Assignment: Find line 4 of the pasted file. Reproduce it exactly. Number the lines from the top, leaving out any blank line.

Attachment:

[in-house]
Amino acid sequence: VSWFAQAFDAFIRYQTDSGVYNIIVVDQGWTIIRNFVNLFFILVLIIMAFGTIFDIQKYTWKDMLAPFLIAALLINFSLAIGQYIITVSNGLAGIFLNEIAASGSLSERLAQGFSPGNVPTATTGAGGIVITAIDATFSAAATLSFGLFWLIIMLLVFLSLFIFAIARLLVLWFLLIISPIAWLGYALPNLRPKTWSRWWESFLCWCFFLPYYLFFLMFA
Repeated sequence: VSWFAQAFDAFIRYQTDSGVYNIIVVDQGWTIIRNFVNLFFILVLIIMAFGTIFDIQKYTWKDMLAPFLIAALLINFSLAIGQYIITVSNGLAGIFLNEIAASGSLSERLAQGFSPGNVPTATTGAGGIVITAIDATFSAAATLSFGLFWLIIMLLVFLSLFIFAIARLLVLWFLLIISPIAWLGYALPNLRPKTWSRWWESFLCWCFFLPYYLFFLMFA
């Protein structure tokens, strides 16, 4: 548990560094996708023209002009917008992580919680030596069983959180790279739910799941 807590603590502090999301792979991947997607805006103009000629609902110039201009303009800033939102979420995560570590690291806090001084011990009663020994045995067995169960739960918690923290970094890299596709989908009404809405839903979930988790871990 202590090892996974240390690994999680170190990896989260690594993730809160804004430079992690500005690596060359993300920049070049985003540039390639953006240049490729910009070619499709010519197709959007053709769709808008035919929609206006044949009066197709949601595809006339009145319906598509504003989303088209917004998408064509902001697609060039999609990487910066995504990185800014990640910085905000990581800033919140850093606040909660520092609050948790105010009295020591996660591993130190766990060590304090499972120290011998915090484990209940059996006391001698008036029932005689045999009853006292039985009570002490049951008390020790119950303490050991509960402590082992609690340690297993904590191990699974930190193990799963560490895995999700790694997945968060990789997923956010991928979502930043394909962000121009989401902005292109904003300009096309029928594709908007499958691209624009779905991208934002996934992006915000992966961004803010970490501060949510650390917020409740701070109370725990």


């Protein structure tokens, strides 16, 4: 548990560094996708023209002009917008992580919680030596069983959180790279739910799941 807590603590502090999301792979991947997607805006103009000629609902110039201009303009800033939102979420995560570590690291806090001084011990009663020994045995067995169960739960918690923290970094890299596709989908009404809405839903979930988790871990 202590090892996974240390690994999680170190990896989260690594993730809160804004430079992690500005690596060359993300920049070049985003540039390639953006240049490729910009070619499709010519197709959007053709769709808008035919929609206006044949009066197709949601595809006339009145319906598509504003989303088209917004998408064509902001697609060039999609990487910066995504990185800014990640910085905000990581800033919140850093606040909660520092609050948790105010009295020591996660591993130190766990060590304090499972120290011998915090484990209940059996006391001698008036029932005689045999009853006292039985009570002490049951008390020790119950303490050991509960402590082992609690340690297993904590191990699974930190193990799963560490895995999700790694997945968060990789997923956010991928979502930043394909962000121009989401902005292109904003300009096309029928594709908007499958691209624009779905991208934002996934992006915000992966961004803010970490501060949510650390917020409740701070109370725990």